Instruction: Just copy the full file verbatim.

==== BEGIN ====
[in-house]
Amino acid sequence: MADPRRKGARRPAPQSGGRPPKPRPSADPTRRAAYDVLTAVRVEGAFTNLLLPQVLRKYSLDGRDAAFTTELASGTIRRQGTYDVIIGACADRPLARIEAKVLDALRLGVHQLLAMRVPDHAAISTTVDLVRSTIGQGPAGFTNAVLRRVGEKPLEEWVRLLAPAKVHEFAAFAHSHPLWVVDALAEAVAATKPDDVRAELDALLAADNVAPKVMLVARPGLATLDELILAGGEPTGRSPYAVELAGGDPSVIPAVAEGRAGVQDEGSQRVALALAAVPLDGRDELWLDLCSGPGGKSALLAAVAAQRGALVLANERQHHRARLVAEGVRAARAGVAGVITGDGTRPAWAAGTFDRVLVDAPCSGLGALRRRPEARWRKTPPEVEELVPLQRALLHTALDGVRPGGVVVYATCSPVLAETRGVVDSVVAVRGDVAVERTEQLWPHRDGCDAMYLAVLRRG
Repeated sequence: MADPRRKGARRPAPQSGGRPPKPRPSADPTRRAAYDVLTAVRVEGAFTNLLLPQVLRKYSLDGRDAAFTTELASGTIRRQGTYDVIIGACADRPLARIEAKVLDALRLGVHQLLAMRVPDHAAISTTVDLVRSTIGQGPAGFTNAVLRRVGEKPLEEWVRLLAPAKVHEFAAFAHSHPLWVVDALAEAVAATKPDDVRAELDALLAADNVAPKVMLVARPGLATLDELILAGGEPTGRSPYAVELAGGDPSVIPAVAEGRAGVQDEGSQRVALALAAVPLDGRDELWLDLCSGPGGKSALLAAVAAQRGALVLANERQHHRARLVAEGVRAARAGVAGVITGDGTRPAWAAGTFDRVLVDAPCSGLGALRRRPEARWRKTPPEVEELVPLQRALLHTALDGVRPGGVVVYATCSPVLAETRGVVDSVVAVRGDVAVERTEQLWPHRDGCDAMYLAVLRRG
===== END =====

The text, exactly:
[in-house]
Amino acid sequence: MADPRRKGARRPAPQSGGRPPKPRPSADPTRRAAYDVLTAVRVEGAFTNLLLPQVLRKYSLDGRDAAFTTELASGTIRRQGTYDVIIGACADRPLARIEAKVLDALRLGVHQLLAMRVPDHAAISTTVDLVRSTIGQGPAGFTNAVLRRVGEKPLEEWVRLLAPAKVHEFAAFAHSHPLWVVDALAEAVAATKPDDVRAELDALLAADNVAPKVMLVARPGLATLDELILAGGEPTGRSPYAVELAGGDPSVIPAVAEGRAGVQDEGSQRVALALAAVPLDGRDELWLDLCSGPGGKSALLAAVAAQRGALVLANERQHHRARLVAEGVRAARAGVAGVITGDGTRPAWAAGTFDRVLVDAPCSGLGALRRRPEARWRKTPPEVEELVPLQRALLHTALDGVRPGGVVVYATCSPVLAETRGVVDSVVAVRGDVAVERTEQLWPHRDGCDAMYLAVLRRG
Repeated sequence: MADPRRKGARRPAPQSGGRPPKPRPSADPTRRAAYDVLTAVRVEGAFTNLLLPQVLRKYSLDGRDAAFTTELASGTIRRQGTYDVIIGACADRPLARIEAKVLDALRLGVHQLLAMRVPDHAAISTTVDLVRSTIGQGPAGFTNAVLRRVGEKPLEEWVRLLAPAKVHEFAAFAHSHPLWVVDALAEAVAATKPDDVRAELDALLAADNVAPKVMLVARPGLATLDELILAGGEPTGRSPYAVELAGGDPSVIPAVAEGRAGVQDEGSQRVALALAAVPLDGRDELWLDLCSGPGGKSALLAAVAAQRGALVLANERQHHRARLVAEGVRAARAGVAGVITGDGTRPAWAAGTFDRVLVDAPCSGLGALRRRPEARWRKTPPEVEELVPLQRALLHTALDGVRPGGVVVYATCSPVLAETRGVVDSVVAVRGDVAVERTEQLWPHRDGCDAMYLAVLRRG